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‘What would constitute an ‘undertaking’ of a company’ has been among the most hotly debated topics in the history of India’s company law regime. This question arises while evaluating whether a transaction falls within the purview of Section 180(1)(a) of the Companies Act, 2013 (“2013 Act”), which corresponds to Section 293(1)(a) of the Companies Act, 1956 (“1956 Act”).
Section 180(1)(a) of the 2013 Act provides that shareholders’ approval by a special resolution is required to sell, lease or otherwise dispose of the whole or substantially the whole of the undertaking of the company or where the company owns more than one undertaking, of the whole or substantially the whole of any such undertakings. Section 180(1)(a) is applicable to public limited companies, with the MCA exempting private companies from complying with the requirements of Section 180.
While neither Section 180(1)(a) nor Section 293(1)(a) of the 1956 Act define the expression ‘undertaking’ – there is one important difference between Section 180(1)(a) and Section 293(1)(a).
Section 180(1)(a) now provides numerical criteria to determine what would constitute an ‘undertaking’, by stating the following:
- “undertaking” shall mean an undertaking in which the investment of the company exceeds 20% of its net worth as per the audited balance sheet of the preceding financial year (“FY”) or an undertaking which generates 20% of the total income of the company during the previous FY;
- “substantially the whole of the undertaking” in any FY shall mean 20% or more of the value of the undertaking as per the audited balance sheet of the preceding FY.
The introduction of the above numerical criteria was expected to resolve all the ambiguities surrounding the scope and meaning of ‘undertaking’. However, it has proven to be insufficient as the provision is silent on whether ‘undertaking’ should be construed in a watertight sense (to only include the entire business/ division/ unit, on a going concern basis), or liberally, to include even individual assets that meet the numerical criteria.
While there are a host of contentious issues under Section 180(1)(a), an important one that companies grapple with frequently is whether ‘sale of shares’ would constitute ‘sale of an undertaking’ under Section 180(1)(a). In this blog, the authors delve deeper into this issue, and argue why ‘shares’ would not constitute an ‘undertaking’ under Section 180(1)(a).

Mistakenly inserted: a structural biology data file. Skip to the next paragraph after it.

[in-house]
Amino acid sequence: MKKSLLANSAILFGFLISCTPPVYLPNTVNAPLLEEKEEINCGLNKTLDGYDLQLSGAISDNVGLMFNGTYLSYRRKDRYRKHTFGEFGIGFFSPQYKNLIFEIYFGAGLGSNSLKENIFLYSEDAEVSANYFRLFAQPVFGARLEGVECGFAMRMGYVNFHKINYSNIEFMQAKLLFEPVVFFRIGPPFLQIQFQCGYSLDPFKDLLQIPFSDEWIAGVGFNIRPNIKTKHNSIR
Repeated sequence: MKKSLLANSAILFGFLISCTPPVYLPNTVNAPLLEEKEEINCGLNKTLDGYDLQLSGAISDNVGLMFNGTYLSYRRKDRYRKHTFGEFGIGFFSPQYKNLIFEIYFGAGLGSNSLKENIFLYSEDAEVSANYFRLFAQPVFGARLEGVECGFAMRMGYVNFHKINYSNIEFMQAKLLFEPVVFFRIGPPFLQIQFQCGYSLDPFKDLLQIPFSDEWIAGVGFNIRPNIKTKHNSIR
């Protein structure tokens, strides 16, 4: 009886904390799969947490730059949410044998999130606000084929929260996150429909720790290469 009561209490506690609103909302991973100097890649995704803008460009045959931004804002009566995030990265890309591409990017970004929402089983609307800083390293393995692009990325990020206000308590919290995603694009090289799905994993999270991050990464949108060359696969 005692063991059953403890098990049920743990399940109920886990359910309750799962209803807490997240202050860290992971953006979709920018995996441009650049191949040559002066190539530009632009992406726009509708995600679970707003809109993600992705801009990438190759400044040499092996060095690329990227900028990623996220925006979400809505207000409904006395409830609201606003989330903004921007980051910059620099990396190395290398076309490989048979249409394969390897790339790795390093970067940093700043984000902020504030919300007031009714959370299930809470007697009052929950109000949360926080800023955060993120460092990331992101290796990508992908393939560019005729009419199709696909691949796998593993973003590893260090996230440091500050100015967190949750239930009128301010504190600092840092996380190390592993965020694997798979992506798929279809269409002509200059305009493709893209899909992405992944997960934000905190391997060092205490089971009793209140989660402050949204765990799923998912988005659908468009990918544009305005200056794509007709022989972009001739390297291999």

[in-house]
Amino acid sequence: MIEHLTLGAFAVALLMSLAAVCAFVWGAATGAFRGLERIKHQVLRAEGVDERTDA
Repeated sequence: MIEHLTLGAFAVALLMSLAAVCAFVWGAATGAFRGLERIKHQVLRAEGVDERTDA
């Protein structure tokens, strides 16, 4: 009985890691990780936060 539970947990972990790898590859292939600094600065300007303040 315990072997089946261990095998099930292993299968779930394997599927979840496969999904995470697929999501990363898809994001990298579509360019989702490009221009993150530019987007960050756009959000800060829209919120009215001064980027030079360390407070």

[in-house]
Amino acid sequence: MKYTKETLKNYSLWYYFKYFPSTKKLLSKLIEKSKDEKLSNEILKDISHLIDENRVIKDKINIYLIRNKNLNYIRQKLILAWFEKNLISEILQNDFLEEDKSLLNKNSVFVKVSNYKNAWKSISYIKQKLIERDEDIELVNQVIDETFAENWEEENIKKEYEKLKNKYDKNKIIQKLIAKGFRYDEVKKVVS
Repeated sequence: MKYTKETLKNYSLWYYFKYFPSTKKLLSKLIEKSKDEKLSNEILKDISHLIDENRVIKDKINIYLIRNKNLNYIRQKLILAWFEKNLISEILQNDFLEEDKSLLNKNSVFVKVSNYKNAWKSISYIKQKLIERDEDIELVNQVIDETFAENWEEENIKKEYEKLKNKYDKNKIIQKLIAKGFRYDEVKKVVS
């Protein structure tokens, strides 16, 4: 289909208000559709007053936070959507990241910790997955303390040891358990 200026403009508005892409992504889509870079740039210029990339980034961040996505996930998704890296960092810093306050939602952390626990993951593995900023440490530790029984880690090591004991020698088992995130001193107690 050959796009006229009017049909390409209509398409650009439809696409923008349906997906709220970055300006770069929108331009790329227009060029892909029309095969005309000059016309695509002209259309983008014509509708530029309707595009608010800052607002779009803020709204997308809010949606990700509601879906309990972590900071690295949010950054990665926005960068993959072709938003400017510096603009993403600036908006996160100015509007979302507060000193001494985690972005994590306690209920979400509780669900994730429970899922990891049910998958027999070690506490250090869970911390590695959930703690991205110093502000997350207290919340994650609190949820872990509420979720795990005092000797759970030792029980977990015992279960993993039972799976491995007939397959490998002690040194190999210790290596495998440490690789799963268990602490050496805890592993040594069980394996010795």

In the Indian context, the requirement to obtain shareholder approval for sale/ disposal of an undertaking has its genesis in Section 86H of the Indian Companies Act, 1913, which provided that the directors of a public company (or a subsidiary of a public company), shall not, except with the consent of the company in a general meeting, sell or dispose off the undertaking of the company.
The Bhabha Committee Report (which led to the introduction of the 1956 Act) recommended that along with ‘sale’ and ‘disposal’ of an undertaking, even ‘leasing’ should be brought within the purview of shareholders’ approval. The rationale was that as the company would be formed inter alia for working the undertaking, even leasing of the undertaking should require shareholders’ approval.
A reading of the Bhabha Committee Report highlights the original legislative intent, where ‘undertaking’ was envisaged to cover a transfer of a business/unit/division on a going concern basis only, and would not include transfer of individual assets that are held or owned by the company. It is also interesting to note that while the provisions of the 1956 Act were substantially borrowed from the English Companies Act, 1948 (“1948 English Act”), Section 293(1)(a) did not directly resemble any provision of the 1948 English Act.